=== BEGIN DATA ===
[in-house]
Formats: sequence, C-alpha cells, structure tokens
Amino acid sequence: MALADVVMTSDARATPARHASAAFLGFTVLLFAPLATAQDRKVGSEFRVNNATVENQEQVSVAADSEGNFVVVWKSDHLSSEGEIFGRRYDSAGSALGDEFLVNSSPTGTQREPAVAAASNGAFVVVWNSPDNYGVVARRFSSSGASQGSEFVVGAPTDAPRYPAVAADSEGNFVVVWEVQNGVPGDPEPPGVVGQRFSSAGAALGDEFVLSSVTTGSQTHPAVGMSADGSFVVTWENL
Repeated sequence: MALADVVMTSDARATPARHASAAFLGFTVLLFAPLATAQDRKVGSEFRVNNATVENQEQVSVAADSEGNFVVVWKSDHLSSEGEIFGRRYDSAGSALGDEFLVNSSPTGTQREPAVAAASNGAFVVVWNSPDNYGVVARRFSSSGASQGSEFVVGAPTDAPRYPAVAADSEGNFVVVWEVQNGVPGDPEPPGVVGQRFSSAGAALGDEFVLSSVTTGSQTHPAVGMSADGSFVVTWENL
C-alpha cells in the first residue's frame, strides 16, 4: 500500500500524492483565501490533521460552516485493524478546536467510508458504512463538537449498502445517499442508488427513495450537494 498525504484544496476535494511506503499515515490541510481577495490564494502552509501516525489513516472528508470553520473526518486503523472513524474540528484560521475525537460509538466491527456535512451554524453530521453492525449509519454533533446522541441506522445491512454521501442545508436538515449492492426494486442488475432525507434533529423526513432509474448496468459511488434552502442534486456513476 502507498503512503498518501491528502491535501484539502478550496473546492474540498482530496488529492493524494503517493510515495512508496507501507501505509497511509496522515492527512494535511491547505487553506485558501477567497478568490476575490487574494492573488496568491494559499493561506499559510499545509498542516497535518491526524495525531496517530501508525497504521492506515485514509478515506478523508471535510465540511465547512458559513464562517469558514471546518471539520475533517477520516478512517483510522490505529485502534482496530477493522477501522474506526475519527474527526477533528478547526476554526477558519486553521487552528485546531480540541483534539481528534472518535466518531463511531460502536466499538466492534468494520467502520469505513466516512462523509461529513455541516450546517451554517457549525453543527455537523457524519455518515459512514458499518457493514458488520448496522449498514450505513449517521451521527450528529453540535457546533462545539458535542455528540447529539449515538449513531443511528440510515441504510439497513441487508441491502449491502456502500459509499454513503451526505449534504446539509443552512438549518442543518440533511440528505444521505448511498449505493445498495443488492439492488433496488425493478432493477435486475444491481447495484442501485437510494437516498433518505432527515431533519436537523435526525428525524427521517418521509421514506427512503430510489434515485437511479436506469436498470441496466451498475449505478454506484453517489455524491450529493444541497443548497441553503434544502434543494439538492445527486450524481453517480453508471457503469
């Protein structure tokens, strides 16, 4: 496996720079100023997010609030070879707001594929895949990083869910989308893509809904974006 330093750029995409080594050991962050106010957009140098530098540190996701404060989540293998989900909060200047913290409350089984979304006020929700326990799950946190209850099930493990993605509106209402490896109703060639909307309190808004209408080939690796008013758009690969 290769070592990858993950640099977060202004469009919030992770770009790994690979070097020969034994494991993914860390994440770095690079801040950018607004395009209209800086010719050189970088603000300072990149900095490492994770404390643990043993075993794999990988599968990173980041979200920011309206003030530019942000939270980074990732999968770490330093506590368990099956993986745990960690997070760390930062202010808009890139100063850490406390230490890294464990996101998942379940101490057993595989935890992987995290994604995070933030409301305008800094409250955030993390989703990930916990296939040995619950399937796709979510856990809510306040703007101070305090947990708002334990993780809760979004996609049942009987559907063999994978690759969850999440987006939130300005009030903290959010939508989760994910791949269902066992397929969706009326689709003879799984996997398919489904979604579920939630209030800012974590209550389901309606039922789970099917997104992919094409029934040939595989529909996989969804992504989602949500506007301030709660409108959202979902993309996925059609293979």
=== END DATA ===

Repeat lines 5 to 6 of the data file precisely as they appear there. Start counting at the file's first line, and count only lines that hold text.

C-alpha cells in the first residue's frame, strides 16, 4: 500500500500524492483565501490533521460552516485493524478546536467510508458504512463538537449498502445517499442508488427513495450537494 498525504484544496476535494511506503499515515490541510481577495490564494502552509501516525489513516472528508470553520473526518486503523472513524474540528484560521475525537460509538466491527456535512451554524453530521453492525449509519454533533446522541441506522445491512454521501442545508436538515449492492426494486442488475432525507434533529423526513432509474448496468459511488434552502442534486456513476 502507498503512503498518501491528502491535501484539502478550496473546492474540498482530496488529492493524494503517493510515495512508496507501507501505509497511509496522515492527512494535511491547505487553506485558501477567497478568490476575490487574494492573488496568491494559499493561506499559510499545509498542516497535518491526524495525531496517530501508525497504521492506515485514509478515506478523508471535510465540511465547512458559513464562517469558514471546518471539520475533517477520516478512517483510522490505529485502534482496530477493522477501522474506526475519527474527526477533528478547526476554526477558519486553521487552528485546531480540541483534539481528534472518535466518531463511531460502536466499538466492534468494520467502520469505513466516512462523509461529513455541516450546517451554517457549525453543527455537523457524519455518515459512514458499518457493514458488520448496522449498514450505513449517521451521527450528529453540535457546533462545539458535542455528540447529539449515538449513531443511528440510515441504510439497513441487508441491502449491502456502500459509499454513503451526505449534504446539509443552512438549518442543518440533511440528505444521505448511498449505493445498495443488492439492488433496488425493478432493477435486475444491481447495484442501485437510494437516498433518505432527515431533519436537523435526525428525524427521517418521509421514506427512503430510489434515485437511479436506469436498470441496466451498475449505478454506484453517489455524491450529493444541497443548497441553503434544502434543494439538492445527486450524481453517480453508471457503469
């Protein structure tokens, strides 16, 4: 496996720079100023997010609030070879707001594929895949990083869910989308893509809904974006 330093750029995409080594050991962050106010957009140098530098540190996701404060989540293998989900909060200047913290409350089984979304006020929700326990799950946190209850099930493990993605509106209402490896109703060639909307309190808004209408080939690796008013758009690969 290769070592990858993950640099977060202004469009919030992770770009790994690979070097020969034994494991993914860390994440770095690079801040950018607004395009209209800086010719050189970088603000300072990149900095490492994770404390643990043993075993794999990988599968990173980041979200920011309206003030530019942000939270980074990732999968770490330093506590368990099956993986745990960690997070760390930062202010808009890139100063850490406390230490890294464990996101998942379940101490057993595989935890992987995290994604995070933030409301305008800094409250955030993390989703990930916990296939040995619950399937796709979510856990809510306040703007101070305090947990708002334990993780809760979004996609049942009987559907063999994978690759969850999440987006939130300005009030903290959010939508989760994910791949269902066992397929969706009326689709003879799984996997398919489904979604579920939630209030800012974590209550389901309606039922789970099917997104992919094409029934040939595989529909996989969804992504989602949500506007301030709660409108959202979902993309996925059609293979």